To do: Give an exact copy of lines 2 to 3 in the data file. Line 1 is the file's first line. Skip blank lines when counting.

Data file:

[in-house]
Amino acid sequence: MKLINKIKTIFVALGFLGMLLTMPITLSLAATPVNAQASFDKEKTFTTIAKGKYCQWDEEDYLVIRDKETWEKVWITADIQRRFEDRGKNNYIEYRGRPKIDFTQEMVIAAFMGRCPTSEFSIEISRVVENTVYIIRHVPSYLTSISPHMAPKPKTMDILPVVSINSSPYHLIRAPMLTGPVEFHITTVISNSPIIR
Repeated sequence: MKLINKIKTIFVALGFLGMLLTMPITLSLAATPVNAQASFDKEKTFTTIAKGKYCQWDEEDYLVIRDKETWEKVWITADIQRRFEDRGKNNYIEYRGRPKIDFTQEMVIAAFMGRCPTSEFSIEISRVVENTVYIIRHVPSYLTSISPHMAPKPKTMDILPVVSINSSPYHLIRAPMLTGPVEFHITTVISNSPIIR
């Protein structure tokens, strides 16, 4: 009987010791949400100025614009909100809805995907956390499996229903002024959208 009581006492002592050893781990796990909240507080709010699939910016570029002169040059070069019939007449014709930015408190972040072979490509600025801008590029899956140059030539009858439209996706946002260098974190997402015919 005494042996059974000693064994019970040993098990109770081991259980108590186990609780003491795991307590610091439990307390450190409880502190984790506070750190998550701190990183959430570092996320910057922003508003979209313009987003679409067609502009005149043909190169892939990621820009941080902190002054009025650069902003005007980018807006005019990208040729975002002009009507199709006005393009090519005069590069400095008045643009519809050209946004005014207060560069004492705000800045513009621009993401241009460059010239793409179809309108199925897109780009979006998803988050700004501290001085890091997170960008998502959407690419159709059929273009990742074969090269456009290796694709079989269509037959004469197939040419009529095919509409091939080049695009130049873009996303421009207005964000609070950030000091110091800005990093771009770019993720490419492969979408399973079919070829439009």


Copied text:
Amino acid sequence: MKLINKIKTIFVALGFLGMLLTMPITLSLAATPVNAQASFDKEKTFTTIAKGKYCQWDEEDYLVIRDKETWEKVWITADIQRRFEDRGKNNYIEYRGRPKIDFTQEMVIAAFMGRCPTSEFSIEISRVVENTVYIIRHVPSYLTSISPHMAPKPKTMDILPVVSINSSPYHLIRAPMLTGPVEFHITTVISNSPIIR
Repeated sequence: MKLINKIKTIFVALGFLGMLLTMPITLSLAATPVNAQASFDKEKTFTTIAKGKYCQWDEEDYLVIRDKETWEKVWITADIQRRFEDRGKNNYIEYRGRPKIDFTQEMVIAAFMGRCPTSEFSIEISRVVENTVYIIRHVPSYLTSISPHMAPKPKTMDILPVVSINSSPYHLIRAPMLTGPVEFHITTVISNSPIIR